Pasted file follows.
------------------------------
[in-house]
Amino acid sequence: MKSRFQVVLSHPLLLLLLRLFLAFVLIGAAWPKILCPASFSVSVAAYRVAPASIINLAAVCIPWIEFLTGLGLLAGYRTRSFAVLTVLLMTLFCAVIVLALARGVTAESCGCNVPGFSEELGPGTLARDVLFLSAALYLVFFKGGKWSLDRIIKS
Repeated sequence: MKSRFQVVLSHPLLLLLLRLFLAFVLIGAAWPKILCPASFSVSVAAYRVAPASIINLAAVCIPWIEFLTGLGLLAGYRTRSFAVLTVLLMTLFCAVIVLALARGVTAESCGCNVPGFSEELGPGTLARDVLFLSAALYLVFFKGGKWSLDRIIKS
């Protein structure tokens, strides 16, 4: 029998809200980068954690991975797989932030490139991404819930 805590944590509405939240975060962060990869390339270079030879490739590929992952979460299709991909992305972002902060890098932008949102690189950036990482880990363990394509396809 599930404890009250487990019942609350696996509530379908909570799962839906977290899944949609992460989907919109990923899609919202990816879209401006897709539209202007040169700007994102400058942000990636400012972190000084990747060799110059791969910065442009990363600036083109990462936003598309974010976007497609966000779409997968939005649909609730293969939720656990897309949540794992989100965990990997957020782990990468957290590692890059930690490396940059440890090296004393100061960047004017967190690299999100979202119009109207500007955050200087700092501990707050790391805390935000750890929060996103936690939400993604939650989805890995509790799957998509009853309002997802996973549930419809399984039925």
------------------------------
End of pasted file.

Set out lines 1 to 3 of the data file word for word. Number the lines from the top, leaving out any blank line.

[in-house]
Amino acid sequence: MKSRFQVVLSHPLLLLLLRLFLAFVLIGAAWPKILCPASFSVSVAAYRVAPASIINLAAVCIPWIEFLTGLGLLAGYRTRSFAVLTVLLMTLFCAVIVLALARGVTAESCGCNVPGFSEELGPGTLARDVLFLSAALYLVFFKGGKWSLDRIIKS
Repeated sequence: MKSRFQVVLSHPLLLLLLRLFLAFVLIGAAWPKILCPASFSVSVAAYRVAPASIINLAAVCIPWIEFLTGLGLLAGYRTRSFAVLTVLLMTLFCAVIVLALARGVTAESCGCNVPGFSEELGPGTLARDVLFLSAALYLVFFKGGKWSLDRIIKS